By the time you’ll be reading this, I’ll be flying over the Black sea, inching my way towards Oman, before finally boarding the flight to New Delhi. If you already do not know, I am arriving home after a 2-month backpacking trip across Europe. But all this time, as I backpacked across Europe, a part of which seemed more like a business trip, and less like backpacking, I wondered if this was originally how I planned my travels would end up as I’ll progress as a travel writer.
I mean after exploring 8 beautiful countries across the green European continent, why do I still miss a part of what I’d left behind. Why do I still crave to explore some empty rain-forests, or the colossal Himalayas, where I’ve already been a thousand other times before. Why do I find such vast spaces more charming than ever now, despite them being a place where Google hardly works, and cell phones lose their reception too — making the experience a bit too unfavourable for any web-blogger like me?
And yet, I very well remember that before the commencement of this journey, I had almost thought that these two months in Europe are going to change the way I travel. I thought I’ll venture into a kind of lifestyle that would follow more short-term, comfortable, and pre-planned trips than hitting the road for a longer time, and with no sense of direction — yes, I thought I will find a way out of slow travel I was always hooked to. But I never knew that I was not prepared for such a thing. And it is why I’ve decided that I’d not be travelling for a purpose, at least not for a while. And there’s a reason behind it, and it is… I’m learning to walk away and go back to from where it all started!
Two Local Experiences Vs Everything Else Put Together
To give you a vague idea of what I did in Europe during the past two months… I divided the entire journey into two parts. One part included two (lasting 15 days each) workawaying experiences at two places (a very slow way of travelling, where I lived with a local family and experience their way of life); while the other part included travelling through a dozen cities (across 6 countries) in 1 month period — giving me an average of less than 3 days per city.
During this time I was very rapidly hopping cities, working on one FAM trip to another (I worked with 6 tourism boards and more than 10 independent travel companies during this one month time), as they wanted me to “see everything” from 9 am to 9 pm on each day of the trip, then write more stories than there were days. But to tell you the truth, this is how FAM trips for journalists have always been and that’s also how many Indians like to travel. But honestly speaking, you can’t say that you’ve experienced a country if you haven’t mingled with the locals, experienced their way of life, sampled the local drinks, tried the public transport, and found the beauty of a place by losing your way.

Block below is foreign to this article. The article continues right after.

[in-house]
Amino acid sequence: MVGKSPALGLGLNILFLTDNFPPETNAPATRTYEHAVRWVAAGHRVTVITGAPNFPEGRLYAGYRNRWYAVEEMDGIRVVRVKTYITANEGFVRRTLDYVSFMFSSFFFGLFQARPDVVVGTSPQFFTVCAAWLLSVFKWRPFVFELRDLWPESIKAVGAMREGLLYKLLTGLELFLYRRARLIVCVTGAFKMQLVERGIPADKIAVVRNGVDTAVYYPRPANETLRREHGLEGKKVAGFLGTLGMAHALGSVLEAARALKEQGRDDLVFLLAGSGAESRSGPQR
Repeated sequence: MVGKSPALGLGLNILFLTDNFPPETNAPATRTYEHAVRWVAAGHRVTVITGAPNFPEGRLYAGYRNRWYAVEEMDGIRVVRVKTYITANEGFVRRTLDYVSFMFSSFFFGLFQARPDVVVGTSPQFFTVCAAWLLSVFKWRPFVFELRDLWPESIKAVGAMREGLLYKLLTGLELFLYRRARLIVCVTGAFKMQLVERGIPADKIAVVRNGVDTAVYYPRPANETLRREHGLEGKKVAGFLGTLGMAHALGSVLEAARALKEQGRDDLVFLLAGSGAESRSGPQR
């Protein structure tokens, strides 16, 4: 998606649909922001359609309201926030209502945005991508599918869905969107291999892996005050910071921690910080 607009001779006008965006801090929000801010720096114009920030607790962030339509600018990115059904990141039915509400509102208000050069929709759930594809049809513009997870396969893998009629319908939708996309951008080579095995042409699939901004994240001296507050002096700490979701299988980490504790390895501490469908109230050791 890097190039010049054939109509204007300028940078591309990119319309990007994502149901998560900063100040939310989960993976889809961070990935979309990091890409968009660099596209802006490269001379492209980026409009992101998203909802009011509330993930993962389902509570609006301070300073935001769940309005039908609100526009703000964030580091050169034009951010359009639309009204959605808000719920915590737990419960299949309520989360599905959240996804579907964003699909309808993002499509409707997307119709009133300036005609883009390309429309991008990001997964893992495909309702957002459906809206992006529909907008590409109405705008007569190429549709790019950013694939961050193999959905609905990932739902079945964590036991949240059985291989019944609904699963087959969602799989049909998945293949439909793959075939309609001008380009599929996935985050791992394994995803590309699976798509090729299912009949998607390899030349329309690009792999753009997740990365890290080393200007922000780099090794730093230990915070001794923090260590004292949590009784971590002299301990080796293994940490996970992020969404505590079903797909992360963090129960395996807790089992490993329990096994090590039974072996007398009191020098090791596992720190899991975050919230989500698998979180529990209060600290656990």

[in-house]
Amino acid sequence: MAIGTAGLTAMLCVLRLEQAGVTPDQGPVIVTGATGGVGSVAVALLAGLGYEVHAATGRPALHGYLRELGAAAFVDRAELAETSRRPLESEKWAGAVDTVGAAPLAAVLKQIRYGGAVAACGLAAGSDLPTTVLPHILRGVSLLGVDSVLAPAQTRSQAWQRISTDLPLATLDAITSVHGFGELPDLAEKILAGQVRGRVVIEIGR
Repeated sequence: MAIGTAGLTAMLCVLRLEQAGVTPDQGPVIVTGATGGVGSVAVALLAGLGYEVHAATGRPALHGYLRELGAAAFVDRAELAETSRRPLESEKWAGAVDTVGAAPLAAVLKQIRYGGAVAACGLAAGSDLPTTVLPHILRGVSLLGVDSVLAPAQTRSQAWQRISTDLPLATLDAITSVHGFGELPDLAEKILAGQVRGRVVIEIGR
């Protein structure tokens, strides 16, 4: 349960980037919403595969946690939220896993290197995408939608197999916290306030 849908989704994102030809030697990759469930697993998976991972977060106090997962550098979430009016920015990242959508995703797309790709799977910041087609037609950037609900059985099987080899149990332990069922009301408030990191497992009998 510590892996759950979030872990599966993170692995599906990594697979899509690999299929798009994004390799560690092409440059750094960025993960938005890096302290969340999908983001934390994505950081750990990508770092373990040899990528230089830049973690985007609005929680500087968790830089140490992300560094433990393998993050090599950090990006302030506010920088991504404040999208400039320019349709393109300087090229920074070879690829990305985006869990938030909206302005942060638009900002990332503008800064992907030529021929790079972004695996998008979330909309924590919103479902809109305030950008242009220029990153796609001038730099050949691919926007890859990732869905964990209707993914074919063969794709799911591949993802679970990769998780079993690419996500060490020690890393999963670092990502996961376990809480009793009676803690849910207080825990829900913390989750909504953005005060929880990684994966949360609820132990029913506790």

So I repeat… I’m learning to walk away (learning because I’d still be taking FAM trips from time to time, to fulfill the need of the hour, and explore more places, until I find a reliable source of income to fund my travels) from partnerships like these, that neither offered me the freedom to travel on my own terms, nor compensated me for my time and efforts. The temptation to accept an international trip on poor terms is far too great, and I’ve battled with it, with all my might.
The Other Half Of My Trip, Or The Better Half
For the other portion, or the other equal half of my time in Europe (that is one month again), as I said before, I workawayed at two different places (lasting around 15 days each). This included staying with a local family in their house and helping them in whatever chored they asked to be done. From looking after their garden, to painting a room, to babysitting and cooking… I TRIED it all.
[Further Reading: My Workaway Experience In Rome | My Workaway Experience In Germany][UPDATE: I also tried Workaway in Australia, 6 months after my Europe travels, read: My First Experience of Stargazing In Australia]
Though I admit that during this time I could not explore many places because I had to pretty much seize my movement in and around the town I was staying, but speaking of the experiences, I think I’ve managed to travel from as far within as with my feet.
I explored a way of life that I otherwise could not, had I not stayed with the local families, shared their dinner table and engaged in all those lovely conversations. There was more learning and self-development, than I could imagine (whether it included the way I used to think or the way I shared a joke).
So I’m breaking my professional blogging-like travels (for sometime now) with such introspection, and with an announcement that that my upcoming journeys will include a slower and a more local way of travel. I’ll be talking — if not more, than just as equally — about people, than places.
With the final call to board my flight I slowly closed my eyes, trying to get a flashback, and a quick rendezvous of all those moments of wonder, and an uncountable memories I’m bringing back home with me. The momentary blink reminds me of what Robert Frost had once reminded us all…
“Two roads are diverged in a wood, and I, I took the one less travelled by, and that’s what made all the difference.”
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